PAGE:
EU Commissioner: Europe opposes US climate initiatives with its own ‘green deal’

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The European Union responded on Tuesday to US moves to boost its energy transition with its own plans to make life easier for green business, saying it would launch state aid and sovereign wealth funds to keep companies from ‘ move to the United States.

European Commission chief Ursula von der Leyen told the annual meeting of the World Economic Forum (WEF) in Davos that the moves would be part of the EU’s Green Deal business plan to make Europe a hub for clean and new technology. customize

“The aim is to focus investment on strategic projects across the entire supply chain. We will especially look at how we can make approval simpler and faster for new technical production sites,” she said in a speech at the meeting.

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“To keep European business attractive, it is necessary to be competitive with the offers and incentives currently available outside the EU,” said von der Leyen.

Earlier, International Energy Agency (IEA) executive director Fatih Birol told the WEF panel that energy security is now the main driver of climate investment.

Birol said the US Inflation Reduction Act (IRA), signed by President Joe Biden last year, would drive investment in cleaner energy and represent the most important climate deal from the famous 2015 Paris Agreement.

This idea was raised by Larry Fink, the chief executive of the world’s largest asset manager BlackRock, who told an event on the sidelines of the WEF meeting that the US government will move to move faster in the world’s largest economy. -funding the world, through the IRA was a “game changer”.

European Commission President Ursula von der Leyen (left) announced that Europe intended to compete with America's climate policy while speaking at the Davos conference on Tuesday.

European Commission President Ursula von der Leyen (left) announced that Europe intended to compete with America’s climate policy while speaking at the Davos conference on Tuesday.
(REUTERS/Ard Wiegmann)

‘Money, money, money’

The US climate ambassador, John Kerry, told a special panel on financing the transition to a low carbon economy that the only way to avoid the catastrophic damage caused by climate change is for governments and companies to spend a lot of money.

“How do we get there? The lesson I’ve learned over the last few years is … money, money, money, money, money, money, money,” Kerry said of what was needed for the world to meet any opportunity. the 2015 Paris Agreement goal of limiting global warming to 1.5 degrees Celsius above pre-industrial levels.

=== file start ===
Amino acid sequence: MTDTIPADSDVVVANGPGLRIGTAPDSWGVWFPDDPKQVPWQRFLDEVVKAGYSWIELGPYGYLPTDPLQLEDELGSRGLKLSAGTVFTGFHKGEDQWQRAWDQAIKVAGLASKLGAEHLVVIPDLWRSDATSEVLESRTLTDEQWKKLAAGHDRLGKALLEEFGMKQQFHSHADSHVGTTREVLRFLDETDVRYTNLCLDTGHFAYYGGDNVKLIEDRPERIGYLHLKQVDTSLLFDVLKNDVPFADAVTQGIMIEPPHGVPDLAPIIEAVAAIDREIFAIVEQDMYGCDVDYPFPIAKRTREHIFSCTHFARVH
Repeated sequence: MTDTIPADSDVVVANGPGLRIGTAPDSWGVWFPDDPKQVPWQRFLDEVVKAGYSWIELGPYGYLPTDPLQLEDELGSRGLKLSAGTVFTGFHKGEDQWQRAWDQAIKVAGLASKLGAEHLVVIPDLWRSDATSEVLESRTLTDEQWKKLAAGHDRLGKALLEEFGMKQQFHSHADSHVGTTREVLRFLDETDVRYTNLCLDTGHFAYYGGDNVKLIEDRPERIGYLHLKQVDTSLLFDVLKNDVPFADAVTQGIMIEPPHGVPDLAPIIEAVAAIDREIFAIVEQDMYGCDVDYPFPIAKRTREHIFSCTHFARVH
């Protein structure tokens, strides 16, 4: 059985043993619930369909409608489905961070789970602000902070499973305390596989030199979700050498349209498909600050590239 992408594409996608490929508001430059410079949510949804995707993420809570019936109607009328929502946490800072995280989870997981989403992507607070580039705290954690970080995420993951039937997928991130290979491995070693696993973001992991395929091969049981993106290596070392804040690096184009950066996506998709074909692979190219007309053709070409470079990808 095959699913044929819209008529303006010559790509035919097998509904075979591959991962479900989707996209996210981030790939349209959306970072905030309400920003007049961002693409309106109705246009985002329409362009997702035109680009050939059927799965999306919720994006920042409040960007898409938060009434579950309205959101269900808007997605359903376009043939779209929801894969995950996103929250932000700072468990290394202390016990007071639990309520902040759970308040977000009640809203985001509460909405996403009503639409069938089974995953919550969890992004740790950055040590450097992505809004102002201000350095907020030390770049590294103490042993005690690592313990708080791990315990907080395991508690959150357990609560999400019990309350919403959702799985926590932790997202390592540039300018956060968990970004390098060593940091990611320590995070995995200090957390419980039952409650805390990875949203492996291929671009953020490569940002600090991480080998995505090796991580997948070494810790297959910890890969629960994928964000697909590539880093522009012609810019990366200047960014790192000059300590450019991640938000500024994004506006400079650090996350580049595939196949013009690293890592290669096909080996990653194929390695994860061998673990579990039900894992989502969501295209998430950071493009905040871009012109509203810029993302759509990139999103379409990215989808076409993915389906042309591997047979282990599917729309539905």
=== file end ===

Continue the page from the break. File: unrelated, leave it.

While European countries have welcomed the new commitment to energy transition by the Biden administration, some fear it could put their companies at a disadvantage.

“I understand the importance of the Act from the US point of view but on the other hand I should also think about European interests,” said Jozef Sikela, the Czech minister of industry and trade, on the same WEF panel as Birol.

Europe’s energy crisis, caused by Russia’s invasion of Ukraine last year, has been felt across the 27-member EU, with gas prices nearly 90% higher last year than in a year before.

Sikela said European households and businesses were paying the biggest bill for the global energy crisis, while the new US legislation would drive away investors and lead governments to “dangerous” competition on subsidies.

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‘Targeted Support’

Von der Leyen later told reporters that the proposed fund – an idea she first floated in September that still does not have the support of all EU governments, particularly the Germany – both grants and loans.

She said that as the EU prepares to establish this fund – aimed at making domestic businesses more competitive, especially against US and Asian businesses – a bridging solution for green business financing would also provide -into loans and grants.

“We need a very clear message and signal now to the cleantech industry that Europe is their home and their future and it’s worth investing here,” she told reporters in Davos.

“As this will take some time, we will look at a bridging solution to provide quick and targeted support where it is most needed,” she said, without giving details, adding that the Commission reducing the needs of the green industry.

Vicki Hollub, chief executive of US oil producer Occidental Petroleum Corp, earlier called the US legislation one of the most transformative bills ever signed.

But she rallied European governments to tax fossil fuel companies that were also developing renewable energy.

“With all due respect to Europe, I hate to say it but I have to say, putting a profit tax on the oil companies that are doing their best to grow wind and solar in Europe was not the best move quick, in my opinion,” said Hollub.

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Subsidies are very important for the development of new technologies, she told the WEF panel with Birol and Sikela.

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